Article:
85. 85. positive charges C electronegative C O atoms atoms with C‘pushable’ electrons3 NOTE: the donor and acceptor must be one bond apart (no more no less) Pg receptors 48
  86. 86. O O OH3C C H3C C H3C C O O O4 finally, move the electrons and form a new, valid Lewis resonancestructure Pg forms 48
  87. 87. O O OH3C C H3C C H3C C O O O4 here are three resonance structures for the molecule in resonance steps one (the ethanoate anion) Pg forms 48
  88. 88. O O OH3C C H3C C H3C C O O O4 remember the resonance hybrid will be somewhere in between all these as resonance shown on the next Pg forms slide... 48
  89. 89. delocalisation all bond lengths are the same...showing that the compound O never has a single C–O bond or a double C=O O –1/2 bondH3C C or H3C C O O –1/2C–O 130 pm
  90. 90. delocalisation O O –1/2H3C C or H3C C O O –1/2C–O 130 pm the electrons are said to be delocalised over the three atoms (O–C–O)
  91. 91. delocalisation O O –1/2H3C C or H3C C O O –1/2C–O 130 pm electrons are happy when they are delocalised as they are spread over a larger area...so are further apart
  92. 92. examples...Ph Ph X N N C CH3 C CH3H3C C H3C C H H why is this wrong? ...because it has 10 electrons in valence shell of C, which is never allowed!
  93. 93. examples... the correct way involves pushing the lone pair of the nitrogen anion down one bond to make a double C=N bond and then pushing the electrons off the carbon (so that it doesn’t havePh 10 valence electrons) N and... C CH3H3C C H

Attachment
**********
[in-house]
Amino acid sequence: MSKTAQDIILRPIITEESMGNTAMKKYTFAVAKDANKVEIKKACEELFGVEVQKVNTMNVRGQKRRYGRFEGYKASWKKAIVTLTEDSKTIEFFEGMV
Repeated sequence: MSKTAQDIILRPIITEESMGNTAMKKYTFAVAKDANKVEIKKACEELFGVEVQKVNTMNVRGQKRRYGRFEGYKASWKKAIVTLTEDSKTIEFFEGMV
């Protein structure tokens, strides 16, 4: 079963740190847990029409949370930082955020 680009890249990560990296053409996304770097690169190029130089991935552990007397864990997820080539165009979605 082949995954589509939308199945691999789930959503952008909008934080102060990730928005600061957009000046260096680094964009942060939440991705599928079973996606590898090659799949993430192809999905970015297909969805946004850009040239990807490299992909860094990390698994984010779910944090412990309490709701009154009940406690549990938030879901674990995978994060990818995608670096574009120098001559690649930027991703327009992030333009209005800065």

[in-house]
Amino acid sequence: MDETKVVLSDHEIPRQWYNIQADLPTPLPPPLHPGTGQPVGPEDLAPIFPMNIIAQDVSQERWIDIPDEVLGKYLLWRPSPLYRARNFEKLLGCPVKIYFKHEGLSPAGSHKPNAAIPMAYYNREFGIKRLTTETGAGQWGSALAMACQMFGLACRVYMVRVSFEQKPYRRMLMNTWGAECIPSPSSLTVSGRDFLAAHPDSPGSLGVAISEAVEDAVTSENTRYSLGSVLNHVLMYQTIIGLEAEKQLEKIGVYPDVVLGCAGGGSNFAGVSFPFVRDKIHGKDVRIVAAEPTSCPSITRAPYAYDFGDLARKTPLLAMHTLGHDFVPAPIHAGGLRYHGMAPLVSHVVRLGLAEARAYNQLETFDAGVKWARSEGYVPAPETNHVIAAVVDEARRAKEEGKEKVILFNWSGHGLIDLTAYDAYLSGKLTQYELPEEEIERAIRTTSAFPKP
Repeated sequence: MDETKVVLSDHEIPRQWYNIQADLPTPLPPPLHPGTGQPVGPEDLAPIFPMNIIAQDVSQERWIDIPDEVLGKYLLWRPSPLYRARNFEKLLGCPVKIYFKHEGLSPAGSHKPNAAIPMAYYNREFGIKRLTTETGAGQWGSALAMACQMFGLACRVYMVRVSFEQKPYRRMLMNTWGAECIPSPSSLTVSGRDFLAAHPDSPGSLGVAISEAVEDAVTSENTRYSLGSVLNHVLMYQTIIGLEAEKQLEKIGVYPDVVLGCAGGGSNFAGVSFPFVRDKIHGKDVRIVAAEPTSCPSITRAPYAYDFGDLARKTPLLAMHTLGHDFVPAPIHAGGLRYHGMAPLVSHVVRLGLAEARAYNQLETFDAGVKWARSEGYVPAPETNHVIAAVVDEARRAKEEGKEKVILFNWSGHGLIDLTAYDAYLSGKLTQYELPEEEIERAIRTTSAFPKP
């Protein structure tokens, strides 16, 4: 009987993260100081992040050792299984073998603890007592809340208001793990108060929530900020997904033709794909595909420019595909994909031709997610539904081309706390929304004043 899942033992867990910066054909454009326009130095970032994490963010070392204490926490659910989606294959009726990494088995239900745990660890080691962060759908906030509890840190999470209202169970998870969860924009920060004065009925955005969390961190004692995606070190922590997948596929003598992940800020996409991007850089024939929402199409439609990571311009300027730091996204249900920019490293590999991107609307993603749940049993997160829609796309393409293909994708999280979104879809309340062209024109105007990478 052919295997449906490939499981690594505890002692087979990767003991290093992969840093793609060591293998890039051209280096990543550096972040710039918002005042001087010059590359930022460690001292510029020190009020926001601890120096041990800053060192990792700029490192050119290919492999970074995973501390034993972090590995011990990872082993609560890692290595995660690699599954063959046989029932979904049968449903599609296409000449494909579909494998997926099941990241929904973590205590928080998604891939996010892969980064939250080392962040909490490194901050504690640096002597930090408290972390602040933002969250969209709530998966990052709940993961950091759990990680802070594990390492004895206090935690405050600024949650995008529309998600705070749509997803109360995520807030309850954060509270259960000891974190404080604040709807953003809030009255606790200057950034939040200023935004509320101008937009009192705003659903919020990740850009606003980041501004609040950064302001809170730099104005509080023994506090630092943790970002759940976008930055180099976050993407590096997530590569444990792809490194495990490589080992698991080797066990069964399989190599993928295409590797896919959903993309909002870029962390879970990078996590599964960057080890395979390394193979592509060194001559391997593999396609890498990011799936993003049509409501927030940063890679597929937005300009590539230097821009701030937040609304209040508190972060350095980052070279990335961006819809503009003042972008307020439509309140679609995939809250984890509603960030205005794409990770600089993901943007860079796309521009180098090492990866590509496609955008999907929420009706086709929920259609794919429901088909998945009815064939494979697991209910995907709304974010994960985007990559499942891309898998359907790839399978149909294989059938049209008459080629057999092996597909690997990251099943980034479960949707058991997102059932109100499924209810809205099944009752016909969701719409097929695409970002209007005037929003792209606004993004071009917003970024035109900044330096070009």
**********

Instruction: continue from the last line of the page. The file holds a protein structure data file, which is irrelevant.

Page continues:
94. 94. examples...Ph Ph N N C CH3 C CH3H3C C H3C C H H ...moving them to the carbon at the end of the double bond (we can’t move them two bonds) and forming this new anion
  95. 95. examples...Ph Ph Ph δ– N N NH3C C C CH3 H3C C C CH3 ≡ H3C C δ– CH3 C H H H the resonance hybrid shares (delocalises) the electrons over two bonds or three atoms...
  96. 96. examples... we cannot move this double bond as there is no electron acceptor (and we can’t have 5 bonds or 10 valence electrons on C) Ph Ph X N N C CH3 C CH3 H3C C H3C C H H H H
  97. 97. example... the bonds in ethanoic acid are not what we would predict compared to other simple molecules...(C=O longer & C–O shorter)...why?124pm 122pm O H2 O 129pm H3C C 146pm H3C C H3C C O H O H CH3 ethanoic acid ethanol propanone
  98. 98. example... ...reason is that lone pair of O Oelectrons are pushable and O δ–H3C C H3C C O H ≡ the C=O is a good receptor... H3C C δ+ O H O H124pm 122pm O H2 O 129pm H3C C 146pm H3C C H3C C O H O H CH3 ethanoic acid ethanol propanone
  99. 99. example... O O O δ–H3C C H3C C O H ≡ H3C C δ+ O H O H124pm ...which allows a new 122pm O H2 resonance structure that O 129pm 146pm can contribute to the H3C C resonance hybrid and gives C H3C H3C C O H O the C–OH bond double H CH3 bond character so causes it ethanoic acid ethanol to shrink... propanone